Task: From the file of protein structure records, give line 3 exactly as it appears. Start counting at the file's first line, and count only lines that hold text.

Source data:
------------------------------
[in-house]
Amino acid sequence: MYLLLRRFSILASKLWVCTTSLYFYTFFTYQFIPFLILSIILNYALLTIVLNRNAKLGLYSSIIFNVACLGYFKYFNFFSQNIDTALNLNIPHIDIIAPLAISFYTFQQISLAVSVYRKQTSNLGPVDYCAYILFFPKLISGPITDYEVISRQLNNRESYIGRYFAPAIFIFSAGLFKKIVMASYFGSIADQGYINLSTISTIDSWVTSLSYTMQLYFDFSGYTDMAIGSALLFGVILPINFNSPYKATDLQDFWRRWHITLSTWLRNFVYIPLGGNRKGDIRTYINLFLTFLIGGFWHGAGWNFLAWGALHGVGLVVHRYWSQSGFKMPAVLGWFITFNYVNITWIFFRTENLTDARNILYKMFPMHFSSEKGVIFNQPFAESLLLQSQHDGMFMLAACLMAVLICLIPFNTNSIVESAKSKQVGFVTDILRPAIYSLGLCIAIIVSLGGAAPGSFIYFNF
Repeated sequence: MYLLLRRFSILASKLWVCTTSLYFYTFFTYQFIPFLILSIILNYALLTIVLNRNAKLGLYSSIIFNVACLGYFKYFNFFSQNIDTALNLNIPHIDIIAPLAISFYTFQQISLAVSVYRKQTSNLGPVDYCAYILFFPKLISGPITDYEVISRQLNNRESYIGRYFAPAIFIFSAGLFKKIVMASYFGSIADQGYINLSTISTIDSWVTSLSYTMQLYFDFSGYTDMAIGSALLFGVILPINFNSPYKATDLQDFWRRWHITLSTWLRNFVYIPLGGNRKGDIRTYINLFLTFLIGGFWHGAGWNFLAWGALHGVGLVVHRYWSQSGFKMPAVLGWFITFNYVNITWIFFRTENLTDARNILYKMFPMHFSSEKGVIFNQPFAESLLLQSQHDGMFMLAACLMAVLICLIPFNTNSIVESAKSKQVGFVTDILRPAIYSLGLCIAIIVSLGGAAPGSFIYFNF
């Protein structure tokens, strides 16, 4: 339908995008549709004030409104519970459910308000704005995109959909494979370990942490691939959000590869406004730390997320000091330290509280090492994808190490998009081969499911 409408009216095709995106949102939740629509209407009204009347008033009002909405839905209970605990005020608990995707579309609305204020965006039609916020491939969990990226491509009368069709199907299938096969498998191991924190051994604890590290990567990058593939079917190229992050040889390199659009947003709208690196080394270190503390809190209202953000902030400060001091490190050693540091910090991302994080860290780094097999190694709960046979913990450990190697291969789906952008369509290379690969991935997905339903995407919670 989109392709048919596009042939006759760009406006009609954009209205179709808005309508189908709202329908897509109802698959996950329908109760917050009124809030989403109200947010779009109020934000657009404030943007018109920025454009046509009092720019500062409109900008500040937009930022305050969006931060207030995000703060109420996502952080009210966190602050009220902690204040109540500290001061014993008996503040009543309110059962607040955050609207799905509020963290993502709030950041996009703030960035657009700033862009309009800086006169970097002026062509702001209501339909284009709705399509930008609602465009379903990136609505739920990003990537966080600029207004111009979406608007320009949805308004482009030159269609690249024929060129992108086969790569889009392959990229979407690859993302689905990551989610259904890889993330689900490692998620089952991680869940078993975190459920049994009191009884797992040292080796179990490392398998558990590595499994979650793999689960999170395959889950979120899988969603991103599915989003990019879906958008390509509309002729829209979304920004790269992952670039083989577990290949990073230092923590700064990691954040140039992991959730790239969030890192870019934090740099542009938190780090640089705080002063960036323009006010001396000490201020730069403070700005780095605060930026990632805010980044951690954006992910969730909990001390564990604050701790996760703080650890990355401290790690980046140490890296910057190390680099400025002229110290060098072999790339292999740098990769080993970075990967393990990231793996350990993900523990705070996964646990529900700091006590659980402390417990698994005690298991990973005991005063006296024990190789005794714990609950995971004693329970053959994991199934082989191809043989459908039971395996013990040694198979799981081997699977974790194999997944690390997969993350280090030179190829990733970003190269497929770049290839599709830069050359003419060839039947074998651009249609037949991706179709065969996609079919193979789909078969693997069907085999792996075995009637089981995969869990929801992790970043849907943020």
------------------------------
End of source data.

Repeated sequence: MYLLLRRFSILASKLWVCTTSLYFYTFFTYQFIPFLILSIILNYALLTIVLNRNAKLGLYSSIIFNVACLGYFKYFNFFSQNIDTALNLNIPHIDIIAPLAISFYTFQQISLAVSVYRKQTSNLGPVDYCAYILFFPKLISGPITDYEVISRQLNNRESYIGRYFAPAIFIFSAGLFKKIVMASYFGSIADQGYINLSTISTIDSWVTSLSYTMQLYFDFSGYTDMAIGSALLFGVILPINFNSPYKATDLQDFWRRWHITLSTWLRNFVYIPLGGNRKGDIRTYINLFLTFLIGGFWHGAGWNFLAWGALHGVGLVVHRYWSQSGFKMPAVLGWFITFNYVNITWIFFRTENLTDARNILYKMFPMHFSSEKGVIFNQPFAESLLLQSQHDGMFMLAACLMAVLICLIPFNTNSIVESAKSKQVGFVTDILRPAIYSLGLCIAIIVSLGGAAPGSFIYFNF